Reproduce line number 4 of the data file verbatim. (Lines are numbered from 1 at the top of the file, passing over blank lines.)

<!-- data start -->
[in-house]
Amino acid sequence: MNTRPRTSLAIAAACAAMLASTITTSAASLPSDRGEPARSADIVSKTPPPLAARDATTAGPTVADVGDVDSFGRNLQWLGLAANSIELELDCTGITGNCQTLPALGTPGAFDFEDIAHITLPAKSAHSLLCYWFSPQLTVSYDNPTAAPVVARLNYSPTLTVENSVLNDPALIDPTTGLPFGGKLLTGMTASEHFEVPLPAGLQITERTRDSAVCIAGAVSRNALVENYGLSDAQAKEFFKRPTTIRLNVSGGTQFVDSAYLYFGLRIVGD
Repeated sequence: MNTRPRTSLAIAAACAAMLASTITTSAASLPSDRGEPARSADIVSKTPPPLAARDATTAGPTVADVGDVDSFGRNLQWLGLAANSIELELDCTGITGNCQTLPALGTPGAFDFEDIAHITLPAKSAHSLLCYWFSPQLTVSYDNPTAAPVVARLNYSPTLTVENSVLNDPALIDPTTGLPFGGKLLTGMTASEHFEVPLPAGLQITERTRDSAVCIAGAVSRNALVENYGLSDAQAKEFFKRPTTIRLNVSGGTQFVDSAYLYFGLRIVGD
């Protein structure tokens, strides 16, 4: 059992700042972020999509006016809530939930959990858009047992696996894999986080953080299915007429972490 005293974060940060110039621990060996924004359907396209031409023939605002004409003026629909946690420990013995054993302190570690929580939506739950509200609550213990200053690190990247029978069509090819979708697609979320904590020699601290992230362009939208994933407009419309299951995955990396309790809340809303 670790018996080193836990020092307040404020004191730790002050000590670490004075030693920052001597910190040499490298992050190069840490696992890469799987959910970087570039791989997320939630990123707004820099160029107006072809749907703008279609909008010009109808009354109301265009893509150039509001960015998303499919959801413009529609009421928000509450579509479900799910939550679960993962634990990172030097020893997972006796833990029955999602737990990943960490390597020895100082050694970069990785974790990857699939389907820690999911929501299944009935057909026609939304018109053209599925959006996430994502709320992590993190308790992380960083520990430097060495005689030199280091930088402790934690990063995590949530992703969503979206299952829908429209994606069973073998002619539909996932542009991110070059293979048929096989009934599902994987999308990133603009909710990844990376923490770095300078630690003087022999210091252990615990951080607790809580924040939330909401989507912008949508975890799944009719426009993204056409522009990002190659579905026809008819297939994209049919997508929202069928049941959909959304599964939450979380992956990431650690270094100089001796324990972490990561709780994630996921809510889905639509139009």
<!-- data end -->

């Protein structure tokens, strides 16, 4: 059992700042972020999509006016809530939930959990858009047992696996894999986080953080299915007429972490 005293974060940060110039621990060996924004359907396209031409023939605002004409003026629909946690420990013995054993302190570690929580939506739950509200609550213990200053690190990247029978069509090819979708697609979320904590020699601290992230362009939208994933407009419309299951995955990396309790809340809303 670790018996080193836990020092307040404020004191730790002050000590670490004075030693920052001597910190040499490298992050190069840490696992890469799987959910970087570039791989997320939630990123707004820099160029107006072809749907703008279609909008010009109808009354109301265009893509150039509001960015998303499919959801413009529609009421928000509450579509479900799910939550679960993962634990990172030097020893997972006796833990029955999602737990990943960490390597020895100082050694970069990785974790990857699939389907820690999911929501299944009935057909026609939304018109053209599925959006996430994502709320992590993190308790992380960083520990430097060495005689030199280091930088402790934690990063995590949530992703969503979206299952829908429209994606069973073998002619539909996932542009991110070059293979048929096989009934599902994987999308990133603009909710990844990376923490770095300078630690003087022999210091252990615990951080607790809580924040939330909401989507912008949508975890799944009719426009993204056409522009990002190659579905026809008819297939994209049919997508929202069928049941959909959304599964939450979380992956990431650690270094100089001796324990972490990561709780994630996921809510889905639509139009």